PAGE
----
Best practice is probably avoid using quick User switching all, rather log out of one user before logging into another one, but at a minimum, even if you do quick switch, don’t leave Picasa open in two user accounts at the same time. we’re actually very close, the logic is surprisingly simple: map the drive that has our Picasa library and databases as a network drive, say P, then apply the tricks we’ve just learned doing the multi-user setup on the same computer, but now the symbolic links will point to the public folders on the P: drive, and voila!Well, almost…too bad there are a number of quirks that we have to deal with first. If you have a NAS drive, which is for passive storage only, accessed by several computers on the network, than the above solution will work, since you can map the NAS drive to the same drive letter on all computers. there is no NAS, Picasa resides on one of the actively used computers which all others access, then you run into all sorts of trouble.Picasa’s does not accept a \Computername\Foldername designation, it has to look all local. Oh, well, we’ll outsmart the system again, by combining network mapping with symbolic linking: we’ll map the network drive to an interim name first, then link to this interim drive-name.Steps: Repeat the last three steps for all user accounts that should access Picasa from this computer.Ideally we would just map the public drive on the server as a network drive under P: but we’ll run into a syntax problem.On the main computer Picasa will prefix our watched folder setting, changes \P\Pictures to C:\P\Pictures, which works just fine on the main computer but not on the satellite ones. But now even this old friend lets us down: we cannot define a symbolic link to a network folder, only a local one.The problem is, the “main” computer will consider Picasa storage as its C: drive, while all others have to refer to it by another drive letter, since C: is reserved for their own hard disk.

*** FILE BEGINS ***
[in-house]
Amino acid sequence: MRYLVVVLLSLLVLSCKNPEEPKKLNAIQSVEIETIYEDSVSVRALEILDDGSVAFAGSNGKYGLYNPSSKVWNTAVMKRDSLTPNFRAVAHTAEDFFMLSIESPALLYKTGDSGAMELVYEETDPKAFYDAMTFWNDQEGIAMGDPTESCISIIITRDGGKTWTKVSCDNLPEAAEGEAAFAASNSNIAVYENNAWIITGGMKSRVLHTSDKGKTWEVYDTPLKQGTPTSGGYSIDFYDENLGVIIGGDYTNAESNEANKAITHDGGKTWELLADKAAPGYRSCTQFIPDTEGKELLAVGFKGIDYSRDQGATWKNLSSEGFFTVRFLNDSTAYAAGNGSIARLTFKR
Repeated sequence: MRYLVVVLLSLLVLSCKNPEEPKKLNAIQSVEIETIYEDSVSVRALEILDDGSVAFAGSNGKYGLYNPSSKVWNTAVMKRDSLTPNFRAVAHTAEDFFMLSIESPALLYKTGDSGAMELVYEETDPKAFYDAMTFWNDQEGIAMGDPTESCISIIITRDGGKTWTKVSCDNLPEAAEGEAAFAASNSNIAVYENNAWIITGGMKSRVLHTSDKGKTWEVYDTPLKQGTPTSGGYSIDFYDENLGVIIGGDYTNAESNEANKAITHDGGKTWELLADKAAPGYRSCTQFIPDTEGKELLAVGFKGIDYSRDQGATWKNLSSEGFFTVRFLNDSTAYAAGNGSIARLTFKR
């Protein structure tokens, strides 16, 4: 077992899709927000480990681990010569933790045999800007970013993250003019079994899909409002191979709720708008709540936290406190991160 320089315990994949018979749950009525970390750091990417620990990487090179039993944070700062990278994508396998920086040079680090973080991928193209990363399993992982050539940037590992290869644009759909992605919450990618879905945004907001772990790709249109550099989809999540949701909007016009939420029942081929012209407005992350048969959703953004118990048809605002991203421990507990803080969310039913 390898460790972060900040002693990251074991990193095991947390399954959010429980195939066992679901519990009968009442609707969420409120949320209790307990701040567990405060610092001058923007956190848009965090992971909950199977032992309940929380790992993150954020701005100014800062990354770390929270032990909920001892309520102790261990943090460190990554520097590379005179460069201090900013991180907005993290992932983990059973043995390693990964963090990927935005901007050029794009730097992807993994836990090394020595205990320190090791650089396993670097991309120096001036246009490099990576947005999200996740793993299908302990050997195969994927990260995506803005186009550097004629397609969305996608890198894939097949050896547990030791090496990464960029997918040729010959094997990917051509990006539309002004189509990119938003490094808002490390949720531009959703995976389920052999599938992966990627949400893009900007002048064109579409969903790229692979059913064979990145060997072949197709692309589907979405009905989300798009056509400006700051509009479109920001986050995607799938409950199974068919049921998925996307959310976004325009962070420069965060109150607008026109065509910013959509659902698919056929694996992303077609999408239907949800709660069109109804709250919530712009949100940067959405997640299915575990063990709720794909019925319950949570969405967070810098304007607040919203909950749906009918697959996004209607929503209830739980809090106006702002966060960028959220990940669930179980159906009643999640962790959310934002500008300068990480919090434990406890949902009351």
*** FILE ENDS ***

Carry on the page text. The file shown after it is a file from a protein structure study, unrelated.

but wait, first things first: Picasa is my favorite photo management program, and hey, it’s hard to beat free!Yes, there is one – keep on reading :-) But first some disclaimers: Now, we’re ready to rock and roll …You may only be interested in the multi-computer setup, but please read this chapter anyway, as we will build on the logic outlined here when we expand to a network setup.If you use nested folders, you’re in luck, you can just right click on the top-level folder, select “Move Folder”, pick the new destination, and you’re done.(If you have nested folders but don’t see them in Picasa, change from “Flat View” to “Tree View” in the main View menu.) If you have a lot of flat folders, this may be a cumbersome process, but it’s one-time only. now close Picasa and let’s get really started :-) Two reminders before we start: \App Data\Local\Google\ folder – if you do, you likely copied them to the new destination instead of moving.In the meantime wireless home networks became more robust, so instead of redundant chaos, the next best option was maintaining once central Picasa home-base, and accessing it from other computers via the network.